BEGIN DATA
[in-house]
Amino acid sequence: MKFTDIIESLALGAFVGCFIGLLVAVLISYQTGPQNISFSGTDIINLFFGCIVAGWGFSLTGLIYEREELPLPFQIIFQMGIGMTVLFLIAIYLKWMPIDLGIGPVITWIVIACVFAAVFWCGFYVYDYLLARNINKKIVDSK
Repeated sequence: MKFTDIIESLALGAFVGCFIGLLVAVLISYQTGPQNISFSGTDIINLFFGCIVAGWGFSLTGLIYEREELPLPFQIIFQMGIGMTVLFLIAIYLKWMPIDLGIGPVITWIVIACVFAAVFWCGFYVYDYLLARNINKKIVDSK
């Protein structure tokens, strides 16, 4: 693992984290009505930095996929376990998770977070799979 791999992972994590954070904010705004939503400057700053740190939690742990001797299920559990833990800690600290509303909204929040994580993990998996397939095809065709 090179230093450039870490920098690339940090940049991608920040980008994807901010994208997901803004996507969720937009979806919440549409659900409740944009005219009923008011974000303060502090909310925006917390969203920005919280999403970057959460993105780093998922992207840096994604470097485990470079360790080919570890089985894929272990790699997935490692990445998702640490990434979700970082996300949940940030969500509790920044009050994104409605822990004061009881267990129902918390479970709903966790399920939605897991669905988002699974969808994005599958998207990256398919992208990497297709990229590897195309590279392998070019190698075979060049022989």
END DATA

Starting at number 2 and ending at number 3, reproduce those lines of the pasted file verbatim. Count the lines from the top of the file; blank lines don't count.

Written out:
Amino acid sequence: MKFTDIIESLALGAFVGCFIGLLVAVLISYQTGPQNISFSGTDIINLFFGCIVAGWGFSLTGLIYEREELPLPFQIIFQMGIGMTVLFLIAIYLKWMPIDLGIGPVITWIVIACVFAAVFWCGFYVYDYLLARNINKKIVDSK
Repeated sequence: MKFTDIIESLALGAFVGCFIGLLVAVLISYQTGPQNISFSGTDIINLFFGCIVAGWGFSLTGLIYEREELPLPFQIIFQMGIGMTVLFLIAIYLKWMPIDLGIGPVITWIVIACVFAAVFWCGFYVYDYLLARNINKKIVDSK